It's Election Day. Here's What You Need to Know to Vote in Central Texas.

Nov 7, 2016

More than 50 percent of registered voters in both Travis and Williamson counties have already cast ballots during early voting. If you weren't among them, now is your chance to make your voice heard.

Polls are open from 7 a.m. to 7 p.m. Tuesday. 

Before you head out, here are a few things you might want to do.

Know What You're Voting On

Bone up on the candidates with this Voter's Guide from the non-partisan League of Women Voters. You can also check out our coverage of local races, including City Council races and the $720 million transportation bond on the ballot in Austin.

We've also got stories on the Sheriff and District Attorney races in Travis County. And coverage of the Austin ISD board races.

Check out all of our election coverage here.

Feeling informed? OK, on to the next thing.

Make Sure You're Registered
You can go here to check if you are indeed registered properly in Travis County. Check out this site to verify your registration anywhere in the state.

Find Your Closest Voting Location
Consult the handy map below to find the closest or most convenient polling place in Travis County. If you're registered to vote in Travis, you can vote at any location on Election Day.

Voting locations for Williamson County are here. A map of Hays County early voting locations is here.

Check Out Wait Times (in Travis County)
Travis County has developed this handy way of checking to see which polling places are the busiest and how long your wait it likely to be there. Go here to see those wait times (green=less than 30 minutes, yellow=30 to 60 minutes, red=longer than 60 minutes).

Remember, Travis and Williamson County voters can vote at ANY polling place in their home county, so if the wait is long at your closest one, it might be worth finding one that isn't as busy.

Bring ID (if you have it)
If you have a photo ID that is current or expired up to four years, bring that ID to the polls.

If you had trouble getting an ID or just don’t have one, you have some options:

  • You can bring your voter registration card and use that as your form of identification.
  • If you don’t have your registration card, you can bring any kind of official document – that’s anything that has your name and address on it—like a bank statement, utility bill, paycheck stub or a birth certificate. While you are at the voting location, all you’ll have to do is a sign a form that says you had trouble getting an ID.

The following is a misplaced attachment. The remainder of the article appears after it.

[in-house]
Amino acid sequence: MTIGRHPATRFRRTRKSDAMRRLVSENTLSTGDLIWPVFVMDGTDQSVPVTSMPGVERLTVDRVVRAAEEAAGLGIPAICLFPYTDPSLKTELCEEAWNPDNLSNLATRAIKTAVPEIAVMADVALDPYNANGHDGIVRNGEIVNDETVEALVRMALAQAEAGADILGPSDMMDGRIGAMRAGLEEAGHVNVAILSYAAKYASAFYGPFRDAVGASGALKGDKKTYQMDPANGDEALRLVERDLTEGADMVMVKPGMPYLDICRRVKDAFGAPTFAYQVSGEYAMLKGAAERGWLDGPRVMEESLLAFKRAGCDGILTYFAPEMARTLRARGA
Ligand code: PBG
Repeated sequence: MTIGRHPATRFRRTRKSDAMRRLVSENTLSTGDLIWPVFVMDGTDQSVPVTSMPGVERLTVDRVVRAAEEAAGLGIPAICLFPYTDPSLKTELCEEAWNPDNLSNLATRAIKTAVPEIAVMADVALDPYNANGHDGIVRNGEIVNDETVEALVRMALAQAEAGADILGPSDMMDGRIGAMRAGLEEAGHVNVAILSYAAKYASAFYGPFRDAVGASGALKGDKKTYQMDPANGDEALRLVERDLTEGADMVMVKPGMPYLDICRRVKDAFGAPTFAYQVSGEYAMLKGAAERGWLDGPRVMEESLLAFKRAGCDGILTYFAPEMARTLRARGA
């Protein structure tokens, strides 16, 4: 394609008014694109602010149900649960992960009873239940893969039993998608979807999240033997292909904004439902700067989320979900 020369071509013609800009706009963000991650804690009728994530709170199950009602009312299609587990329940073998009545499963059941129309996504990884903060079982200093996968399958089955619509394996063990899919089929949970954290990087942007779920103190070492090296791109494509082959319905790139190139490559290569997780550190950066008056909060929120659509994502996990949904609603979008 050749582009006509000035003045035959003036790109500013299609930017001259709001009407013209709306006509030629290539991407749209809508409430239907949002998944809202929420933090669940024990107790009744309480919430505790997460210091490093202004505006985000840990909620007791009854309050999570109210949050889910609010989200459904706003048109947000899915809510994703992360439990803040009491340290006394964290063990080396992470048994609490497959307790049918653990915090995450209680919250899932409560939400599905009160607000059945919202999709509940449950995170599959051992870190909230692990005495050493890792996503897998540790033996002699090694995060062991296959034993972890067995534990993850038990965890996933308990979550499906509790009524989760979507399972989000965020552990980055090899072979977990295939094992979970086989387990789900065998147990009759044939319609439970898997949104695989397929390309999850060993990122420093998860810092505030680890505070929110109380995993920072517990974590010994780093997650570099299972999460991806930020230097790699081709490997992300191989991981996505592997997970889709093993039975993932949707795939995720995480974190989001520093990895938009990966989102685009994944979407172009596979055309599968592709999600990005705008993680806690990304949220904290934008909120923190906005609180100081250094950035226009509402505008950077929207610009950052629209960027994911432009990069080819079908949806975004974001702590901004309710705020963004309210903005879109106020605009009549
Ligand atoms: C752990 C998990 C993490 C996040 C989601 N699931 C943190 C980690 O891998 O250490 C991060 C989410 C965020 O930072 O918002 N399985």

If you have trouble at a polling place due to voter ID, the American Civil Liberties Union has set up a voter protection hotline with information and election lawyers available at 877-523-2792.

And this Election Day, we’re teaming up with ProPublica, a non-profit investigative news organization to collect the stories of voters and keep an eye out for problems. So, if you’ve voted or plan to vote in Texas, we want to hear your story.

Tell us about your voting experience by signing up for Electionland, which is tracking voting problems across Texas and the rest of the country. You can sign up by texting TXDECIDES to 69866.

We may follow up to learn more about your experience at the ballot box and whether you encountered any issues.

You can also share what you’re seeing at the polls by tweeting to @KUT with the hashtag #TXDecides

Find Out What Happened
We've got a couple ways for you to find out how things turn out this Election Day:

  • Full coverage on KUT 90.5 FM starts at 4 p.m. with All Things Considered. At 7 p.m., we'll bring you special election coverage from NPR and KUT News. Our coverage will last into the night until Morning Edition picks it up on Wednesday morning.
  • We'll be posting results and analysis on a series of live blogs here at KUT.org
  • Follow us on Facebook and Twitter for real-time results